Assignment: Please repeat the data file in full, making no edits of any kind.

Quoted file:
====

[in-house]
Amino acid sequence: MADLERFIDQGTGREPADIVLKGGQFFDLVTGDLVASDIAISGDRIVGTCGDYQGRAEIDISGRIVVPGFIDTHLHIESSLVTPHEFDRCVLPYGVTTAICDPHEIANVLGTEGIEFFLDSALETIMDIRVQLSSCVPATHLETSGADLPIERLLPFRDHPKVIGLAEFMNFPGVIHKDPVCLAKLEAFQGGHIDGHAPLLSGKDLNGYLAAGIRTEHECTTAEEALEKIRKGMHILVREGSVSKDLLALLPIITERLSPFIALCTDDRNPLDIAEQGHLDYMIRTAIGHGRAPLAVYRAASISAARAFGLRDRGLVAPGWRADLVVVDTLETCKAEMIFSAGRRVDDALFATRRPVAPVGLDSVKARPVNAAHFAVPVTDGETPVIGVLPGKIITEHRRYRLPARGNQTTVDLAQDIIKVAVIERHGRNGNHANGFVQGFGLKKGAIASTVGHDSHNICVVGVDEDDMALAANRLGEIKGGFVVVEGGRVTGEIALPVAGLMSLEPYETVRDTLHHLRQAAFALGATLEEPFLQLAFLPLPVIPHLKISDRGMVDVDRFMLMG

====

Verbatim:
[in-house]
Amino acid sequence: MADLERFIDQGTGREPADIVLKGGQFFDLVTGDLVASDIAISGDRIVGTCGDYQGRAEIDISGRIVVPGFIDTHLHIESSLVTPHEFDRCVLPYGVTTAICDPHEIANVLGTEGIEFFLDSALETIMDIRVQLSSCVPATHLETSGADLPIERLLPFRDHPKVIGLAEFMNFPGVIHKDPVCLAKLEAFQGGHIDGHAPLLSGKDLNGYLAAGIRTEHECTTAEEALEKIRKGMHILVREGSVSKDLLALLPIITERLSPFIALCTDDRNPLDIAEQGHLDYMIRTAIGHGRAPLAVYRAASISAARAFGLRDRGLVAPGWRADLVVVDTLETCKAEMIFSAGRRVDDALFATRRPVAPVGLDSVKARPVNAAHFAVPVTDGETPVIGVLPGKIITEHRRYRLPARGNQTTVDLAQDIIKVAVIERHGRNGNHANGFVQGFGLKKGAIASTVGHDSHNICVVGVDEDDMALAANRLGEIKGGFVVVEGGRVTGEIALPVAGLMSLEPYETVRDTLHHLRQAAFALGATLEEPFLQLAFLPLPVIPHLKISDRGMVDVDRFMLMG